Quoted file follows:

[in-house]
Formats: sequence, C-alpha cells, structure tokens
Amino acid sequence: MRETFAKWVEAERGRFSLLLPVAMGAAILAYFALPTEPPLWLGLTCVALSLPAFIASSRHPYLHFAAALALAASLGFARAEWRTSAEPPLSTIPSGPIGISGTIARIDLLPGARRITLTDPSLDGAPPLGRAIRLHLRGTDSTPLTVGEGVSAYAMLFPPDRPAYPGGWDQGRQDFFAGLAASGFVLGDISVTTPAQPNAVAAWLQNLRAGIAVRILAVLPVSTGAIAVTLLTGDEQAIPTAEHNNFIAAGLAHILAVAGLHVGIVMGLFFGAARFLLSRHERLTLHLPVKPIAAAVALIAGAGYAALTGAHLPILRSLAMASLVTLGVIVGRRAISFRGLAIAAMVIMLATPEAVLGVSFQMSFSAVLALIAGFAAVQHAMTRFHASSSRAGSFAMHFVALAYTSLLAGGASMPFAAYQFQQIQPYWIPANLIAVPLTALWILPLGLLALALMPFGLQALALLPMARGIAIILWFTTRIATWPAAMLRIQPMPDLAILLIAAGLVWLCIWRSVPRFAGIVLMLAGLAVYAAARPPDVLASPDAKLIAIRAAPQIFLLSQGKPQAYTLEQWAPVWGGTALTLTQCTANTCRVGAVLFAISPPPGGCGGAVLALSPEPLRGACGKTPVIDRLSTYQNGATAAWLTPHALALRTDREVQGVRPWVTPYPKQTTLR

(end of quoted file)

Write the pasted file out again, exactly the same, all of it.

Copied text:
[in-house]
Formats: sequence, C-alpha cells, structure tokens
Amino acid sequence: MRETFAKWVEAERGRFSLLLPVAMGAAILAYFALPTEPPLWLGLTCVALSLPAFIASSRHPYLHFAAALALAASLGFARAEWRTSAEPPLSTIPSGPIGISGTIARIDLLPGARRITLTDPSLDGAPPLGRAIRLHLRGTDSTPLTVGEGVSAYAMLFPPDRPAYPGGWDQGRQDFFAGLAASGFVLGDISVTTPAQPNAVAAWLQNLRAGIAVRILAVLPVSTGAIAVTLLTGDEQAIPTAEHNNFIAAGLAHILAVAGLHVGIVMGLFFGAARFLLSRHERLTLHLPVKPIAAAVALIAGAGYAALTGAHLPILRSLAMASLVTLGVIVGRRAISFRGLAIAAMVIMLATPEAVLGVSFQMSFSAVLALIAGFAAVQHAMTRFHASSSRAGSFAMHFVALAYTSLLAGGASMPFAAYQFQQIQPYWIPANLIAVPLTALWILPLGLLALALMPFGLQALALLPMARGIAIILWFTTRIATWPAAMLRIQPMPDLAILLIAAGLVWLCIWRSVPRFAGIVLMLAGLAVYAAARPPDVLASPDAKLIAIRAAPQIFLLSQGKPQAYTLEQWAPVWGGTALTLTQCTANTCRVGAVLFAISPPPGGCGGAVLALSPEPLRGACGKTPVIDRLSTYQNGATAAWLTPHALALRTDREVQGVRPWVTPYPKQTTLR